Archbishop clarifies on bankers: "They do not come in with horns and a tail burning £50 notes to light large cigars"

Business quote of the day.

The Archbishop of Caterbury, who sits on Parliament's banking standards commission, said at a Bible Society-organised event at Westminster that he had found bankers  "not nearly as bad as one hoped that they would be".

"They do not come in with horns and a tail burning £50 notes to light large cigars," he said.

The problem, he said, had been "slightly unsophisticated" errors,  lending "very, very large amounts of money to people who could not pay them back".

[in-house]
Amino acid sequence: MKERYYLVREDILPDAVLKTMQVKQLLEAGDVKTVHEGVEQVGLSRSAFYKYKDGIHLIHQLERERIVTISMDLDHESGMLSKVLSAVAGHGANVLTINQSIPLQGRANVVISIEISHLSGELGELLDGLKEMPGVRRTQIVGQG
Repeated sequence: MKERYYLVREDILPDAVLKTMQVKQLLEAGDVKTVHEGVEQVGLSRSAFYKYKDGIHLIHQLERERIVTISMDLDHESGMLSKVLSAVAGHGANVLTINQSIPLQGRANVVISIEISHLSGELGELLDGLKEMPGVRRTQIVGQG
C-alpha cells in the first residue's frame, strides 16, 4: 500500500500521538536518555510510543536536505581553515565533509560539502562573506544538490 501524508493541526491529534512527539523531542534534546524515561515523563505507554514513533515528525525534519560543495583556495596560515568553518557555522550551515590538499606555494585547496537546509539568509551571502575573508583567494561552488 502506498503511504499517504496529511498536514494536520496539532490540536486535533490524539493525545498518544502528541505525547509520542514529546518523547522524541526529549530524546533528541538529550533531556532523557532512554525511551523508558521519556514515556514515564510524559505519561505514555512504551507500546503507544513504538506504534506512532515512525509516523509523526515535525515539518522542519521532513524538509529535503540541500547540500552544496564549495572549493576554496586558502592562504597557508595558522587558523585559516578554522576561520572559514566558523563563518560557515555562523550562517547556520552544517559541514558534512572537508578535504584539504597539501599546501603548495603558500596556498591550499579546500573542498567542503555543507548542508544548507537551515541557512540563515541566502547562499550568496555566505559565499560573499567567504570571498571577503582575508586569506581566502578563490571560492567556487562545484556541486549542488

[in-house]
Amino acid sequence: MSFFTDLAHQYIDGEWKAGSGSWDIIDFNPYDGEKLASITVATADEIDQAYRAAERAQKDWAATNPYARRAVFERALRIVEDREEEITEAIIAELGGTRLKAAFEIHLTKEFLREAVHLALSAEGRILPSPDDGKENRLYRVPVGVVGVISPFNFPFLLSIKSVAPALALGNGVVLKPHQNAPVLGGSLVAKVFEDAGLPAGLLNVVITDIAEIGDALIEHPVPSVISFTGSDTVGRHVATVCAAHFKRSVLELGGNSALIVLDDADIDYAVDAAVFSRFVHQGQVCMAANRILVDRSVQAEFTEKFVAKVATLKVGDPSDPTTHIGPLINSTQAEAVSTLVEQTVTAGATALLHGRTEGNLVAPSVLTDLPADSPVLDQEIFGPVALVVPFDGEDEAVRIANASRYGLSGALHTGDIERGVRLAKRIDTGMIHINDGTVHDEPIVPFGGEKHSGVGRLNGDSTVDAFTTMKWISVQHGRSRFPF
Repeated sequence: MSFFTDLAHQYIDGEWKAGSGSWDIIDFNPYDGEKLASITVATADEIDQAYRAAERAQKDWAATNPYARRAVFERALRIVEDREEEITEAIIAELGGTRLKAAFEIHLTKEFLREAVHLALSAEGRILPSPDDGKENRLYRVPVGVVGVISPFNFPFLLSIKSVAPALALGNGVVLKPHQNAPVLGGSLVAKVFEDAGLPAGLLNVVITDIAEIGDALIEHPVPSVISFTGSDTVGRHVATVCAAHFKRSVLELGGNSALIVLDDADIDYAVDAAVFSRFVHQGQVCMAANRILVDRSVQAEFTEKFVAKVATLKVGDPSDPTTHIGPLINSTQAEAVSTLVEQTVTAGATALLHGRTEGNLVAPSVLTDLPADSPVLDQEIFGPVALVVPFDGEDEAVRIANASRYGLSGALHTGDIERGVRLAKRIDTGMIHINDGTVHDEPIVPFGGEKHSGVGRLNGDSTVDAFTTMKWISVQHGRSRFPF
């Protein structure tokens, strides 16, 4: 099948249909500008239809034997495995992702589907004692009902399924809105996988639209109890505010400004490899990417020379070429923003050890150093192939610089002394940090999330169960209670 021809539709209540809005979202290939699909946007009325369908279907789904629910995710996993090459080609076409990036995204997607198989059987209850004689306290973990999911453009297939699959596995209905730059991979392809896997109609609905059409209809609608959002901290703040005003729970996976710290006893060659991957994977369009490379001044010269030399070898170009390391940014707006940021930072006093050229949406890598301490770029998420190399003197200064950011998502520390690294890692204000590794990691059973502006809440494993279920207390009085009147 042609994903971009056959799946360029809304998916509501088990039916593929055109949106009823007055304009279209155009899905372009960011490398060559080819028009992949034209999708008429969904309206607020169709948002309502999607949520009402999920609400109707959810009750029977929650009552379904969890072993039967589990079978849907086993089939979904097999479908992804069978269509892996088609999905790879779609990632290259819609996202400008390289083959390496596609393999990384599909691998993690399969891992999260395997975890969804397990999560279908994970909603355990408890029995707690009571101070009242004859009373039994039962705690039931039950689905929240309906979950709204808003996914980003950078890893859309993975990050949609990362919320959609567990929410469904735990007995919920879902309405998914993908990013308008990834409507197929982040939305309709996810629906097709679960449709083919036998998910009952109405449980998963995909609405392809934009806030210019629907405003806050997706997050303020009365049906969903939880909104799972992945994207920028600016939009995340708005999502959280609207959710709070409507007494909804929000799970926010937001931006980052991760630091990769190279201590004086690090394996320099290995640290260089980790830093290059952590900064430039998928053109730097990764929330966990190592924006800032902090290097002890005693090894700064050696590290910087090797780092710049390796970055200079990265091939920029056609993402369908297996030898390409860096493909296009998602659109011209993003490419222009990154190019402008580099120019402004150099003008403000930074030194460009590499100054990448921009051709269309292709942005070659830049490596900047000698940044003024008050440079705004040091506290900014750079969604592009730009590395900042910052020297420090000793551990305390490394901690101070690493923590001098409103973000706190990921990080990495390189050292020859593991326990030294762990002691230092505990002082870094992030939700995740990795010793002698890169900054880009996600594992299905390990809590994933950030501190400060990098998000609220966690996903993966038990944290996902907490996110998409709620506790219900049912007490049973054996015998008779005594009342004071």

"Those two errors alone are quite enough to bankrupt any bank."

He suggested the solution lay in reconnecting the bank with the community,  and that "at least part of the banking system should be local".

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The Deep Dive podcast: Mandates and Manifestos

The New Statesman's Deep Dive podcast.

Ian Leslie and Stewart Wood return for another episode of the Deep Dive. This time they're plunging into the murky world of election promises with Catherine Haddon, resident historian at the Institute of Government. Together they explore what an electoral mandate means, what a manifesto is for, and why we can't sue the government when they fail to keep their promises.

Plus: Rant or Rave? Find out which podcasts have had our hosts on tenterhooks.

Listen to this episode of The Deep Dive now:

 

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